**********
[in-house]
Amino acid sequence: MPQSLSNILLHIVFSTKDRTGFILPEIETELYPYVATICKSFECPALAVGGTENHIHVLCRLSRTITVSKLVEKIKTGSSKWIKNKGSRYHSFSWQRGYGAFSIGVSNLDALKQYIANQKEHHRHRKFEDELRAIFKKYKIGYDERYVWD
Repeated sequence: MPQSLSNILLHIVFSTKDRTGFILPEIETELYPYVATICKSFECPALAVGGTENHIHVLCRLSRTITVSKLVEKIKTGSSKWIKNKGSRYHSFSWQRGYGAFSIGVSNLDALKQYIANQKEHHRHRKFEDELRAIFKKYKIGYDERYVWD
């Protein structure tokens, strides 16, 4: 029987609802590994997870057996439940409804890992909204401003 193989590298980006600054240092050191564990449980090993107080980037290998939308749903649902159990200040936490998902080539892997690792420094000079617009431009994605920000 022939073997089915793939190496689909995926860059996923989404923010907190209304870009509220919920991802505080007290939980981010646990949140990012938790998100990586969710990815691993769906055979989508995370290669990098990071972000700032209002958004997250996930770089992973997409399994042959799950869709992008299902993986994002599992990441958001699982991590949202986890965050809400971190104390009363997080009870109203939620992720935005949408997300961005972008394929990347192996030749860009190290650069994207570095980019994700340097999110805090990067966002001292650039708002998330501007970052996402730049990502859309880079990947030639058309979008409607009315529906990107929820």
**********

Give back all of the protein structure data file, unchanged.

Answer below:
[in-house]
Amino acid sequence: MPQSLSNILLHIVFSTKDRTGFILPEIETELYPYVATICKSFECPALAVGGTENHIHVLCRLSRTITVSKLVEKIKTGSSKWIKNKGSRYHSFSWQRGYGAFSIGVSNLDALKQYIANQKEHHRHRKFEDELRAIFKKYKIGYDERYVWD
Repeated sequence: MPQSLSNILLHIVFSTKDRTGFILPEIETELYPYVATICKSFECPALAVGGTENHIHVLCRLSRTITVSKLVEKIKTGSSKWIKNKGSRYHSFSWQRGYGAFSIGVSNLDALKQYIANQKEHHRHRKFEDELRAIFKKYKIGYDERYVWD
């Protein structure tokens, strides 16, 4: 029987609802590994997870057996439940409804890992909204401003 193989590298980006600054240092050191564990449980090993107080980037290998939308749903649902159990200040936490998902080539892997690792420094000079617009431009994605920000 022939073997089915793939190496689909995926860059996923989404923010907190209304870009509220919920991802505080007290939980981010646990949140990012938790998100990586969710990815691993769906055979989508995370290669990098990071972000700032209002958004997250996930770089992973997409399994042959799950869709992008299902993986994002599992990441958001699982991590949202986890965050809400971190104390009363997080009870109203939620992720935005949408997300961005972008394929990347192996030749860009190290650069994207570095980019994700340097999110805090990067966002001292650039708002998330501007970052996402730049990502859309880079990947030639058309979008409607009315529906990107929820």